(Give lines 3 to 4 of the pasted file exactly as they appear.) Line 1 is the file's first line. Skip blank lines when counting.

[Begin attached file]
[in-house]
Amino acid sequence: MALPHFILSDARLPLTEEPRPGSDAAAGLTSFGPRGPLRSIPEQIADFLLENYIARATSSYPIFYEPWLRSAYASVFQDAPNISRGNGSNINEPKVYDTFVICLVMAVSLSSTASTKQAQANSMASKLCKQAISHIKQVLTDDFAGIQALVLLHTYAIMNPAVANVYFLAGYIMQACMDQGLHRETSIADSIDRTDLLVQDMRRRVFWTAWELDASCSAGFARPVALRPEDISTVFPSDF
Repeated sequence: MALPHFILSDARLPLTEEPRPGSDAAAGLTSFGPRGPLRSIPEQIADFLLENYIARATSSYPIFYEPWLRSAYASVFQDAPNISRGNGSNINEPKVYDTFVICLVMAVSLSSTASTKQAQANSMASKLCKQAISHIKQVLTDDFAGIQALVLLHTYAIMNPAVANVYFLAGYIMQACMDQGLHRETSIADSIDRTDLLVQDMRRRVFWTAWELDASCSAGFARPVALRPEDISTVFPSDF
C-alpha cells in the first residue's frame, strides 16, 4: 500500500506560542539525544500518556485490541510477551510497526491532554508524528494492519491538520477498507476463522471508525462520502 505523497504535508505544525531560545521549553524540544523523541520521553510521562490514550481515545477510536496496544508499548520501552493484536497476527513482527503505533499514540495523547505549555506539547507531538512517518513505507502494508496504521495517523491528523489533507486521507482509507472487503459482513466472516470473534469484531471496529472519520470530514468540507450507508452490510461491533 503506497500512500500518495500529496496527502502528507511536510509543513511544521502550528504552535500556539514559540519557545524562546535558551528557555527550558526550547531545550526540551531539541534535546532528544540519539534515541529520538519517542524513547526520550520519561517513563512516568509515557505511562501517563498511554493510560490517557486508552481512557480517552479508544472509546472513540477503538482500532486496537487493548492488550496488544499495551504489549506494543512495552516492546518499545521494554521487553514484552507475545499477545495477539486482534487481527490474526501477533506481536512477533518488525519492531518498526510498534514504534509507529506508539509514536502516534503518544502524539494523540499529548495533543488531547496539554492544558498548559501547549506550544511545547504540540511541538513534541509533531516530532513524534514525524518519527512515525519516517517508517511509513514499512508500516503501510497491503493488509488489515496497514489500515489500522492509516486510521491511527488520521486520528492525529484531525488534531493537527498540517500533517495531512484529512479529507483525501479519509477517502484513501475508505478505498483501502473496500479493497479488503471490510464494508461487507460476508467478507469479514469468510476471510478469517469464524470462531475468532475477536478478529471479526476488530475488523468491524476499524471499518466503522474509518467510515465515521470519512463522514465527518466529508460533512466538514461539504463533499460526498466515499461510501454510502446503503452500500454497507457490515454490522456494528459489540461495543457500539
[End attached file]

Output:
Repeated sequence: MALPHFILSDARLPLTEEPRPGSDAAAGLTSFGPRGPLRSIPEQIADFLLENYIARATSSYPIFYEPWLRSAYASVFQDAPNISRGNGSNINEPKVYDTFVICLVMAVSLSSTASTKQAQANSMASKLCKQAISHIKQVLTDDFAGIQALVLLHTYAIMNPAVANVYFLAGYIMQACMDQGLHRETSIADSIDRTDLLVQDMRRRVFWTAWELDASCSAGFARPVALRPEDISTVFPSDF
C-alpha cells in the first residue's frame, strides 16, 4: 500500500506560542539525544500518556485490541510477551510497526491532554508524528494492519491538520477498507476463522471508525462520502 505523497504535508505544525531560545521549553524540544523523541520521553510521562490514550481515545477510536496496544508499548520501552493484536497476527513482527503505533499514540495523547505549555506539547507531538512517518513505507502494508496504521495517523491528523489533507486521507482509507472487503459482513466472516470473534469484531471496529472519520470530514468540507450507508452490510461491533 503506497500512500500518495500529496496527502502528507511536510509543513511544521502550528504552535500556539514559540519557545524562546535558551528557555527550558526550547531545550526540551531539541534535546532528544540519539534515541529520538519517542524513547526520550520519561517513563512516568509515557505511562501517563498511554493510560490517557486508552481512557480517552479508544472509546472513540477503538482500532486496537487493548492488550496488544499495551504489549506494543512495552516492546518499545521494554521487553514484552507475545499477545495477539486482534487481527490474526501477533506481536512477533518488525519492531518498526510498534514504534509507529506508539509514536502516534503518544502524539494523540499529548495533543488531547496539554492544558498548559501547549506550544511545547504540540511541538513534541509533531516530532513524534514525524518519527512515525519516517517508517511509513514499512508500516503501510497491503493488509488489515496497514489500515489500522492509516486510521491511527488520521486520528492525529484531525488534531493537527498540517500533517495531512484529512479529507483525501479519509477517502484513501475508505478505498483501502473496500479493497479488503471490510464494508461487507460476508467478507469479514469468510476471510478469517469464524470462531475468532475477536478478529471479526476488530475488523468491524476499524471499518466503522474509518467510515465515521470519512463522514465527518466529508460533512466538514461539504463533499460526498466515499461510501454510502446503503452500500454497507457490515454490522456494528459489540461495543457500539